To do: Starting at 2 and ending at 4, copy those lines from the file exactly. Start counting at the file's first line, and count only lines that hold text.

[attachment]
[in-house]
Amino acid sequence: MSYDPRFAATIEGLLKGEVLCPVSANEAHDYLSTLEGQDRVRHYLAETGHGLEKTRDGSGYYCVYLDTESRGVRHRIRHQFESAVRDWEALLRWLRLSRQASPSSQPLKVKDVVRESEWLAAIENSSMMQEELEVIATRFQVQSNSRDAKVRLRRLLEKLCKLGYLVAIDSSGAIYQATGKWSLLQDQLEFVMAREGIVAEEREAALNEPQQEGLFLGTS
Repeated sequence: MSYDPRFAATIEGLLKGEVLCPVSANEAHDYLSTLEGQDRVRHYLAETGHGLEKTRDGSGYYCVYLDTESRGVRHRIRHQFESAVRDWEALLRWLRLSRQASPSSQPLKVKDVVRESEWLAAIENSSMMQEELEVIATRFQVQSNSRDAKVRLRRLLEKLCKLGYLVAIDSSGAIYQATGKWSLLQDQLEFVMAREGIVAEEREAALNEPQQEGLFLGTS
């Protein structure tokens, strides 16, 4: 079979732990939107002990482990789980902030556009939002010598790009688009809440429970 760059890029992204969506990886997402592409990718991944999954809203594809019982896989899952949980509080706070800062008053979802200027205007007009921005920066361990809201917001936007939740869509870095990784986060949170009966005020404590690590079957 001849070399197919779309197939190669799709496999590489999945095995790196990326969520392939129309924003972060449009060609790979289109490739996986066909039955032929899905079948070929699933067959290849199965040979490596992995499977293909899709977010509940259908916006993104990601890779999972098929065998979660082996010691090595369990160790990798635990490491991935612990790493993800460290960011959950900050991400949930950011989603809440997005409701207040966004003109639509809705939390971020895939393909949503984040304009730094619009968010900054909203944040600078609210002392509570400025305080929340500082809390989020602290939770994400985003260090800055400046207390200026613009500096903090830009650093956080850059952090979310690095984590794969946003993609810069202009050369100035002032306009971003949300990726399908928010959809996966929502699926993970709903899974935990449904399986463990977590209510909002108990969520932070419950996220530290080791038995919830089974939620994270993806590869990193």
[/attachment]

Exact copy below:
Amino acid sequence: MSYDPRFAATIEGLLKGEVLCPVSANEAHDYLSTLEGQDRVRHYLAETGHGLEKTRDGSGYYCVYLDTESRGVRHRIRHQFESAVRDWEALLRWLRLSRQASPSSQPLKVKDVVRESEWLAAIENSSMMQEELEVIATRFQVQSNSRDAKVRLRRLLEKLCKLGYLVAIDSSGAIYQATGKWSLLQDQLEFVMAREGIVAEEREAALNEPQQEGLFLGTS
Repeated sequence: MSYDPRFAATIEGLLKGEVLCPVSANEAHDYLSTLEGQDRVRHYLAETGHGLEKTRDGSGYYCVYLDTESRGVRHRIRHQFESAVRDWEALLRWLRLSRQASPSSQPLKVKDVVRESEWLAAIENSSMMQEELEVIATRFQVQSNSRDAKVRLRRLLEKLCKLGYLVAIDSSGAIYQATGKWSLLQDQLEFVMAREGIVAEEREAALNEPQQEGLFLGTS
């Protein structure tokens, strides 16, 4: 079979732990939107002990482990789980902030556009939002010598790009688009809440429970 760059890029992204969506990886997402592409990718991944999954809203594809019982896989899952949980509080706070800062008053979802200027205007007009921005920066361990809201917001936007939740869509870095990784986060949170009966005020404590690590079957 001849070399197919779309197939190669799709496999590489999945095995790196990326969520392939129309924003972060449009060609790979289109490739996986066909039955032929899905079948070929699933067959290849199965040979490596992995499977293909899709977010509940259908916006993104990601890779999972098929065998979660082996010691090595369990160790990798635990490491991935612990790493993800460290960011959950900050991400949930950011989603809440997005409701207040966004003109639509809705939390971020895939393909949503984040304009730094619009968010900054909203944040600078609210002392509570400025305080929340500082809390989020602290939770994400985003260090800055400046207390200026613009500096903090830009650093956080850059952090979310690095984590794969946003993609810069202009050369100035002032306009971003949300990726399908928010959809996966929502699926993970709903899974935990449904399986463990977590209510909002108990969520932070419950996220530290080791038995919830089974939620994270993806590869990193």